Friday, March 28, 2008

Sex and Politics

(Leather Life column published in Lavender Magazine, Issue #335, March 28, 2008)

This issue’s column was inspired by, and is dedicated to, Eliot Spitzer.

What, you may ask, is the former governor of New York doing in a leather column? He’s serving as a good example of a bad example. The leather/BDSM/fetish community can learn much from his recent misadventures. We ignore these lessons at our own peril.

It was dizzying to watch how quickly Spitzer went from being spoken of as a possible presidential contender in a few years to being spoken of as Client 9. Eliot Spitzer now joins Larry Craig, David Vitter, Rudy Giuliani, James McGreevy, Mark Foley, Bill Clinton, Gary Condit, Gary Hart, and many other powerful male politicians (yes, so far they’ve all been male) who have been the subject of sex scandals.

Our society is obsessed with the combination of sex and politics, and also with the combination of sex and religion (as in Ted Haggard, Jimmy Swaggart and Jim Bakker). When something goes wrong with either combination it can create scandal—and we as a society are so absolutely, totally disgusted by sex scandals that we absolutely, totally can’t get enough of them. Since scandal sells newspapers and grabs television-viewing eyeballs, the media are only too happy to cater to our loathing.

What is there about sex and politics, or sex and religion, that’s such a hook for so many people? Whether politics or religion, the people at the center of sex scandals are always powerful people. Wait a minute—sex and power . . . playing with sex and power . . . does that sound like anyone we might know? Like, maybe, us? The National Coalition for Sexual Freedom (NCSF) conducts a “Sex and Politics” workshop and has even gone so far as to produce a very attractive t-shirt emblazoned with “Sex and Politics” (along with the NCSF logo).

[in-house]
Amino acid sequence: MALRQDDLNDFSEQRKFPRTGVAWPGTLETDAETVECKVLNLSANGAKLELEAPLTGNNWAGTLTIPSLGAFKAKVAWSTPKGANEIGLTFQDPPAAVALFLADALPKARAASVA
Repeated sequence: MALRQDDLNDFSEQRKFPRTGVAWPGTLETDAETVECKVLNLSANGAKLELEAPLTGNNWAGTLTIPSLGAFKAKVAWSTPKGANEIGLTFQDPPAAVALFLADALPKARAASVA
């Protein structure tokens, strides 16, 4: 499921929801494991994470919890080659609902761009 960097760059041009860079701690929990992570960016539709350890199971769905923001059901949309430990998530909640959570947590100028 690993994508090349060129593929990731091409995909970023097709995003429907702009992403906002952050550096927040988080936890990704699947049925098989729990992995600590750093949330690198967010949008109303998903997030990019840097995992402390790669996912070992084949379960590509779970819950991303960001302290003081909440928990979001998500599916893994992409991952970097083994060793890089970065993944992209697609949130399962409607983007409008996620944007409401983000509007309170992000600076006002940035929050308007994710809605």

NCSF, the Woodhull Freedom Foundation and other leather/BDSM/fetish community organizations and think tanks spend a lot of time contemplating sex and politics, and how to change things for our community’s betterment. Along these lines one long-term goal that has been identified, and is now starting to be acted upon, is the decriminalization of BDSM activity. But as we craft our strategies to achieve this and other community goals, it might be instructive for us to look especially closely at the somewhat frenzied nature of the current socio-political climate—the ocean in which we, along with the rest of society, are all swimming.

For example, instead of merely garden-variety internet prostitution, what if the governor had been caught being involved with, say, a professional dominatrix? Or even a pro-dom—another male? Would he still be governor? Would the shame have been less? Or would it have been even worse?

All we as a community can do with the above questions is to speculate, of course, because we all know how unlikely it is that any of our elected representatives in Washington or elsewhere would do anything so depraved as to utilize the services of a pro-domme. Certainly none of our elected representatives or officials are involved in BDSM, are they?

All kidding aside, I expect one day we’ll find out how the above hypothetical situation plays out for real, when a congressman or senator is caught in flagrante dungeon. We have already seen what happened when The Washington Post outed one of the UN weapons inspectors in Iraq as being a member of the BDSM community. If there can be that much of a media firestorm for someone who wasn’t an elected official . . . .